The thicknesser table on my P/T was off by quite a bit and I couldn't find a way of adjusting it. When I disassembled it, I noticed the threaded holes for the grub screws were empty. When I reassembled the table, I added the four grub screws and was able to change the alignment of the table to the cutter head. A dial gauge is necessary to do this as @Sideways shows unless you want to run a lot of lumber through and make minor adjustments after each pass.


AT260SPT-1.png



Here is the calibration video by The Woodgrafter:

 

MikeK

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It may sound unusual but, drinks tin cans make superb shim material for this job. You can buy proper shim material from an auction site alternatively.

I was working at a remote site over a weekend and needed to shim the deck of a tool we were using. I sacrificed my inexpensive feeler gauge as a source for shim stock and it worked great. Five years later, the deck is still aligned.
 

Fanous

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Thank you all, much appreciated feedback.

I will see what will axminster do. At this point, they will either
- Adjust my machine in the shop and send it back
- Continue saying it's fine and send it back
- Send a replacement.

At this point I'm OK with either. Knowing (or thinking) about the shimms, I probably wouldn't have sent it back and just played with it. MikeK - I did notice the grub screw, if they send it back still out of whack, will have a go at it.

I'm more annoyed with their attitude "it's fine" as if woodworking is not precise work. One would thought they know better. Oh well...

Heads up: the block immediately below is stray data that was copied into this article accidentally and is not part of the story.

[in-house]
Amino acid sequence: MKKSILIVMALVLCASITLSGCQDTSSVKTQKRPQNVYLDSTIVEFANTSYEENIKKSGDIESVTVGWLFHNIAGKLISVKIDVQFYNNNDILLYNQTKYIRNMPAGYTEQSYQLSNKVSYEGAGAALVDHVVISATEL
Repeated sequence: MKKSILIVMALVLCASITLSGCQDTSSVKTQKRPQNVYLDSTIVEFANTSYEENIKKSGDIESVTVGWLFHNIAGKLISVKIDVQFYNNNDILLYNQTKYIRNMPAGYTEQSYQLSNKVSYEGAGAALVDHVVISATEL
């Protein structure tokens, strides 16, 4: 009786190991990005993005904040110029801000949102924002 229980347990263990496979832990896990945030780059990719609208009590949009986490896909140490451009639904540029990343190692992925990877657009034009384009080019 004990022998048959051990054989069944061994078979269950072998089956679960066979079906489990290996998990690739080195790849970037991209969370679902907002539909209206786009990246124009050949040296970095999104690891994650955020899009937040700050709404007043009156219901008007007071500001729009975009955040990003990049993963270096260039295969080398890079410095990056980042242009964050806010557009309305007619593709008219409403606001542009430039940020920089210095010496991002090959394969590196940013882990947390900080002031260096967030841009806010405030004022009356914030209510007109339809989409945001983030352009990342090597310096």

Fanous

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Just thought I would leave it here. The feedback from Axminster.



"Good morning Mr XXX,
As you know we have had your Axminster Trade AT260SPT/AT107PT Spiral Planer Thicknesser in our workshops for inspection at your request. We are pleased to let you know that your machine has been thoroughly tested and is operating exactly as it should. We have planed a test piece on your machine and then thicknessed the piece. The timber is well within acceptable tolerance at 0.2mm end to end. We will send the test piece back with your machine for reference. We will now arrange for your machine to be returned to you.

Many thanks

XXXXXX
Servicing Team Leader"
 

Spectric

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As Deema points out there is a limit to how precise you can setup any machine due to it's construction, they used cast Iron for a reason and that is rigidity which is now being sacrificed for a cost saving. Pressed / sheet metal machines are not as rigid and a lot of us make things worse because we also move them around because of our limited space. Another point to bear in mind is how well it can retain it's setup when having to change from planing to thicknessing and back again. My PT107 had some issues but were resolved by ensuring the contact area on the adjustment bolts was flat so it always registered on the same area.
 

Fanous

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As Deema points out there is a limit to how precise you can setup any machine due to it's construction, they used cast Iron for a reason and that is rigidity which is now being sacrificed for a cost saving. Pressed / sheet metal machines are not as rigid and a lot of us make things worse because we also move them around because of our limited space. Another point to bear in mind is how well it can retain it's setup when having to change from planing to thicknessing and back again. My PT107 had some issues but were resolved by ensuring the contact area on the adjustment bolts was flat so it always registered on the same area.